huge success in downtown Fort Lauderdale, the fundraising alcoholic
trolley adventure has made its way to Palm Beach county. My friends (V and M) and I are on the inaugural Delray Beach Bus Loop. The route runs
right down the busiest stretch of Atlantic Avenue, a traffic disaster on
a Friday night which could have easily been avoided with more careful
Some of the bus drivers didn't know where they were
going -- like, they had no idea. The first
bus we got on was missing its Bus Loop Ambassador, volunteers who know
how everything is supposed to work, where it's supposed to go, and how
to handle any problems that might arise. After listening to
the beleaguered driver go back and forth with some of the other
passengers, I made my way to the front and showed him my Bus Loop Card. It had the route printed on a street map on one side, the other side had all the venues and the drinks and appetizers (if any) that they offered.
I told him he
needed to turn left to get us to our next stop. He did so -- with me still standing with the door still open. V looked ready to launch out of her seat and catch me if I fell out of the door, which I appreciated. I flung myself into the first row and hung on.
We were ready to get off. Prior to me directing the bus, this was our situation. M had shouted over the
general melee inside the trolley: "This is my friend Rebecca [me]! She's sexy and she likes a booty smack!" I ducked my head and cringed behind V. Hooting and whistling followed. I glared at
M, who was perched on the bench at the back of the bus. She did
not look sorry. Thanks to the vodka
and tonic I'd gotten at Bull Bar with my Loop Card, this was hilarious
instead of terrifying, but anyhow, I wanted to get off, while this was still the only response to the pronouncement.
Also, V, who sat next to me, was having her hair petted by The Stalker. We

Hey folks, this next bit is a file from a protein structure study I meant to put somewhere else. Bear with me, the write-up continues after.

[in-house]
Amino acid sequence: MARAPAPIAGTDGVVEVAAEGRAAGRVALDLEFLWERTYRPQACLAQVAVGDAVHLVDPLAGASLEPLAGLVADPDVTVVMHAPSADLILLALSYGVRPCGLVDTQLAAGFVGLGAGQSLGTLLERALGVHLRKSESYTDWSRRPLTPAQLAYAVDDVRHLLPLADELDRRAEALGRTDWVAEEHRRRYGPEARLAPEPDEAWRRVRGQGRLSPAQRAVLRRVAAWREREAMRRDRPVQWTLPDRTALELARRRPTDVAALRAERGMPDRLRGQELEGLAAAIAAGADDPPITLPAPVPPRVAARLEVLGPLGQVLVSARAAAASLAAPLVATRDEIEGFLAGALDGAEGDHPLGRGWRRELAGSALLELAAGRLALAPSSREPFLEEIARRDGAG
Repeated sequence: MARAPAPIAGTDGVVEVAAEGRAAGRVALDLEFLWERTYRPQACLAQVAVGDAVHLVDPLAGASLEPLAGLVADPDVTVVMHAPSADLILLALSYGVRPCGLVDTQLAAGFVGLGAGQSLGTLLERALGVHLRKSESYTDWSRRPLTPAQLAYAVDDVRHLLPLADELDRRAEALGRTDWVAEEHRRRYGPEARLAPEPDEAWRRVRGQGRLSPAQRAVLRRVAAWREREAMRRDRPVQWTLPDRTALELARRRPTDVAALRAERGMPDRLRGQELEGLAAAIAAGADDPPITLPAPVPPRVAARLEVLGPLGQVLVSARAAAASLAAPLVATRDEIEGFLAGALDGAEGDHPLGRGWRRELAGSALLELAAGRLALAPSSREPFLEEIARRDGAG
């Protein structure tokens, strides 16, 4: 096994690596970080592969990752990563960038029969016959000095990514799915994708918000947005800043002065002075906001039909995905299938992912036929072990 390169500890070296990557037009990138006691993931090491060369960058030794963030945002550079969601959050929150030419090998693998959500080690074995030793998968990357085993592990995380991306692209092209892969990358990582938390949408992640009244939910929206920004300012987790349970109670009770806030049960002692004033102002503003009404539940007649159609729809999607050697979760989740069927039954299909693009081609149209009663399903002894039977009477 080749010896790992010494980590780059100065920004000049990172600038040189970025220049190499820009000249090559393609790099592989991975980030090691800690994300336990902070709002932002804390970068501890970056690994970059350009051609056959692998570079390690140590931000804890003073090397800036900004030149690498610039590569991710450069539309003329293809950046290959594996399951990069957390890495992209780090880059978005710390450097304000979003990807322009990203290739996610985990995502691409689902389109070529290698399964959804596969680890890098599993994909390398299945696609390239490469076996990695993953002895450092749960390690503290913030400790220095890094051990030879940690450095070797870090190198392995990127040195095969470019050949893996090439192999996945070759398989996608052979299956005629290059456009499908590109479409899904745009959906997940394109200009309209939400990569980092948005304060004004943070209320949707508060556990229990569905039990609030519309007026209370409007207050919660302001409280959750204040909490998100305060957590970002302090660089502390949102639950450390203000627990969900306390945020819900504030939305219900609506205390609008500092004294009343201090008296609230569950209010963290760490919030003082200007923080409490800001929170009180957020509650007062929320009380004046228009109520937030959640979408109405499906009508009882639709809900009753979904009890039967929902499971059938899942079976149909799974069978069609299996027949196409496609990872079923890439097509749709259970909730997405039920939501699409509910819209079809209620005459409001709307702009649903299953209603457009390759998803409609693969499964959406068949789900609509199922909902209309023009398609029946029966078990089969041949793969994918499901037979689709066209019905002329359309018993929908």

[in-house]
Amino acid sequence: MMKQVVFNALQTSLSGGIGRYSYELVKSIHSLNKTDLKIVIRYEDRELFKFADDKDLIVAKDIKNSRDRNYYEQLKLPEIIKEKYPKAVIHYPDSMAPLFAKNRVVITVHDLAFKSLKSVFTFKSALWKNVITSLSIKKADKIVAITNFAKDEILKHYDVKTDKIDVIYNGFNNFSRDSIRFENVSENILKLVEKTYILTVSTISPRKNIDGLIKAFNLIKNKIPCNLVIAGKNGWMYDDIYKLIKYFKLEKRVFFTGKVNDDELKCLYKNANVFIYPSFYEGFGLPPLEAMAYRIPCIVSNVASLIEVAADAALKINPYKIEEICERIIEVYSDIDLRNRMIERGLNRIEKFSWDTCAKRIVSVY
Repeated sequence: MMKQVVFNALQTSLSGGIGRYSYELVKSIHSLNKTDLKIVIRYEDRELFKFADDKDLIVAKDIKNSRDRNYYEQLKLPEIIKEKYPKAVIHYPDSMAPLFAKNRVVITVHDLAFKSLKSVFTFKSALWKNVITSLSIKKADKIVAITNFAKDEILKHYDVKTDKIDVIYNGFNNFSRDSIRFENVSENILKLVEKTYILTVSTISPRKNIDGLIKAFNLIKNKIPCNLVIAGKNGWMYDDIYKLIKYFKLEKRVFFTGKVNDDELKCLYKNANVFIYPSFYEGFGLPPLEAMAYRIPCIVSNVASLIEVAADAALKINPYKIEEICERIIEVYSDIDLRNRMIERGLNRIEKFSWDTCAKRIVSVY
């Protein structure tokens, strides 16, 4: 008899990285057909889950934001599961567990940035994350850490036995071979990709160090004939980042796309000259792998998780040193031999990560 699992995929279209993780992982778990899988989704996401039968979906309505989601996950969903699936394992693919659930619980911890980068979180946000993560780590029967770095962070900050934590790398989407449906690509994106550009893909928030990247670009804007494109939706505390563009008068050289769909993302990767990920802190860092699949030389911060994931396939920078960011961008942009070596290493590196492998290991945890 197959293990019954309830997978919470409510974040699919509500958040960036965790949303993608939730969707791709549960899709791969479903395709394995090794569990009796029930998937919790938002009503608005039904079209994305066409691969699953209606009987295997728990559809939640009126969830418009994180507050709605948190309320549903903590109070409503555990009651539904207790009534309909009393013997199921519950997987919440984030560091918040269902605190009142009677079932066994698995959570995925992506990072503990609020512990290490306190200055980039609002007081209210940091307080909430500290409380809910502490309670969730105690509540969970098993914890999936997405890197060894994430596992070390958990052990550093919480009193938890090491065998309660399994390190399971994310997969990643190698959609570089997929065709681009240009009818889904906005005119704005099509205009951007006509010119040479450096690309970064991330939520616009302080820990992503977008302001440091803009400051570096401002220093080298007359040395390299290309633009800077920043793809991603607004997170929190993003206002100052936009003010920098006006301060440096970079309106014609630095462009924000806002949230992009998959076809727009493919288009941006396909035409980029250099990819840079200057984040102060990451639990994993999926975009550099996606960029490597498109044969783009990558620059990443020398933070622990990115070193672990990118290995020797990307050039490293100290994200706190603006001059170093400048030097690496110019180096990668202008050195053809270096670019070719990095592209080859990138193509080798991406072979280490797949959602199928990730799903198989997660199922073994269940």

picked up The
Stalker a few bars ago and haven't quite been able to shake her. She
very nice as long as you're the sort of person who enjoys overly
personal "compliments" that make no sense. M was gesturing wildly over
The Stalker's head, mouthing "Stranger Danger! Stranger Danger!"
V took the whole thing in stride and instead
explained to the couple next to us that, no, the tattoo on her shoulder was not of her child, it was of Rosie the Riveter.
Soon enough, we were at Falcon House. Many of the patrons that night were first-timers -- and you saw that on their faces upon entry because the Falcon House is not at all what you'd
expect. Instead of a pub, it's more like something you'd find on
South Beach. The light inside is red, and there's club music (Rihanna) playing
alongside a rolling sea of loud, drunk patrons enjoying themselves. At
the bar, I got my Loop Card stamped and claimed my beverage. Each stop on the route had a different drink. At Bull Bar and Caliente, it was any liquor. At Sail Inn, it was a lemoncello. And at Falcon House, it was a margarita. It has been the most generously sized drink so far -- and the most delicious.
I sipped. Good God, I have never enjoyed a margarita so much! I scribbled in my notebook. I'm pretty sure at
that point I wrote something really poignant about friendship and love
and the meaning of life, about how bars and bus loops can bring new
people together and renew old friendships. It was the sort of life-affirming prose so transcendent it becomes
poetry. (I cannot read my smugdey notes; my little notebook got drenched
in the condensation of my many drinks.)
I had only introduced V and M tonight. They were completely different looking, V covered in tattoos and M, petite and Latin, smoothing her perfect hair. They were already in
friendship-love with each other, heads together, conversing in Spanish.
What I wrote was probably epic,
but then so was the margarita.